Nafissa Thompson Spires: Lecture Series


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Editor's Note

It’s Kind of a Funny Story: Writing Ethical Humor with Nafissa Thompson-Spires

September 17 and 24 and October 1 and 8
11 AM – 12:30 PM PST/ 2 – 3:30 PM EST

Whether you consider yourself a humorist or not, humor in literary or other kinds of writing can mediate pace, add levity, or disarm to make a political statement. In this interactive humor lecture series, we will learn the craft of writing humor that does no harm. From satire to the epistolary form, we will study the art of punchy writing that punches up. With a reading list that includes fiction, nonfiction, and selected poetry, with writers from George Saunders to Issa Rae (I know, right?), we will focus on the art of dark humor, in particular, that avoids the pitfalls of flat writing, stereotypes, and transphobia. We will learn the theoretical underpinnings of humor and practice writing ethical humor on our own with in-class exercises.

Session Flow: The first 30-45 minutes of the session will be a craft talk with the remaining 30 – 45 minutes reserved for questions.


Week One: Benign Violations: What is the Theory of Humor, and what actually makes something funny? Through historical theories of humor and a mini in-class workshop  of our own jokes, we will learn how to be funny in real time.

Week Two: The Epistolary Form: Through Examples from George Saunders and my own work, we will practice one shortcut to funny with an interactive exercise.

Week Three: Dark Humor and How Far is Too Far?: With Examples from Flannery O’Connor and Issa Rae, we will explore the question of how far it’s okay to go when writing about dark subjects. We will also look at failed examples of so-called political humor and problematize ethics.

Week Four: Satire and Toward Establishing Ethics: In our final session, we will explore theories behind four types of satire and probe examples of each with a goal toward establishing a set of establishing aesthetics and ethics around humor.



Nafissa Thompson-Spires is the author of Heads of the Colored People, which won the PEN Open Book Award, the Hurston/Wright Award for Fiction, and the Los Angeles Times’s Art Siedenbaum Award for First Fiction. Her collection was longlisted for the National Book Award, the PEN/ Robert W. Bingham Award, and several other prizes, including an NAACP Image Award. She is also the recipient of a 2019 Whiting Award.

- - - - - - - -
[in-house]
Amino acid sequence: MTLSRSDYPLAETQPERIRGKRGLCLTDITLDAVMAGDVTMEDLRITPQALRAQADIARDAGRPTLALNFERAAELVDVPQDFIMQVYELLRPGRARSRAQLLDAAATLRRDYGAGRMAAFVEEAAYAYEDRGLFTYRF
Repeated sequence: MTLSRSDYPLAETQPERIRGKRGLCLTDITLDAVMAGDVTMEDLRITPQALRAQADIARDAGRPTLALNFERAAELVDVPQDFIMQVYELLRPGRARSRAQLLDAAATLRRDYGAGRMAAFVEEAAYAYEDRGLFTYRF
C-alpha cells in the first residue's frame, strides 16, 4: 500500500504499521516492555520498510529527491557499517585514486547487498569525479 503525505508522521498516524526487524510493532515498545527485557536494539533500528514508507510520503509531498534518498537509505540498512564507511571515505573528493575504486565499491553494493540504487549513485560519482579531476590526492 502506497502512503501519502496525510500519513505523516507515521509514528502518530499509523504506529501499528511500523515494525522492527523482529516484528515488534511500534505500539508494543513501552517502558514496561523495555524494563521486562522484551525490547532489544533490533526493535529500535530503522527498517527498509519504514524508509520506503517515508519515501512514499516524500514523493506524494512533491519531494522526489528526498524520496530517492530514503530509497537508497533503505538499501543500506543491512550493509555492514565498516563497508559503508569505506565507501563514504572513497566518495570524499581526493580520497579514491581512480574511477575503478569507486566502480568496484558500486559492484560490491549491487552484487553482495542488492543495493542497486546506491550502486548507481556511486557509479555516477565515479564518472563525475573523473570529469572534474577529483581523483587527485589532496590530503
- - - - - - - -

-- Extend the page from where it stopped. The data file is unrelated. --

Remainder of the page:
She earned a doctorate in English from ­­­­Vanderbilt University and a Master of Fine Arts in Creative Writing from ­­­­­­the University of Illinois. With dark humor and covering topics from identity to chronic illness, her short fiction and essays have appeared in The Paris Review DailyNew York Magazine’s “The Cut,” The RootThe White Review, Ploughshares,400 Souls: A Community History of African America 1619-2019, and The 1619 Project, among other publications. Her web series, Doing Stuff with Writers, premiered in 2020, and she made her television debut on Late Night with Seth Meyers in 2018. In addition to a novel under contract, she has new writing forthcoming in Fourteen Days: A Community Gathering, edited by Margaret Atwood.

She is currently the Richards Family Assistant Professor of Creative Writing at Cornell University, teaching both in the MFA and undergrad programs.



Sessions will be held on Zoom. You do not need a Zoom account in order to participate.  Sessions will be in a Zoom meeting format, meaning you will have the option to be on camera and speak to the lecturer directly.  Although being on camera is encouraged, you are not required to have your camera on during the session.

⁠Each session will be recorded and distributed within 48 hours. The recordings will be available for up to a month after the last session.



The scholarship for this series has already been awarded.



As you will have access to all recordings, we will not be offering refunds for this lecture series.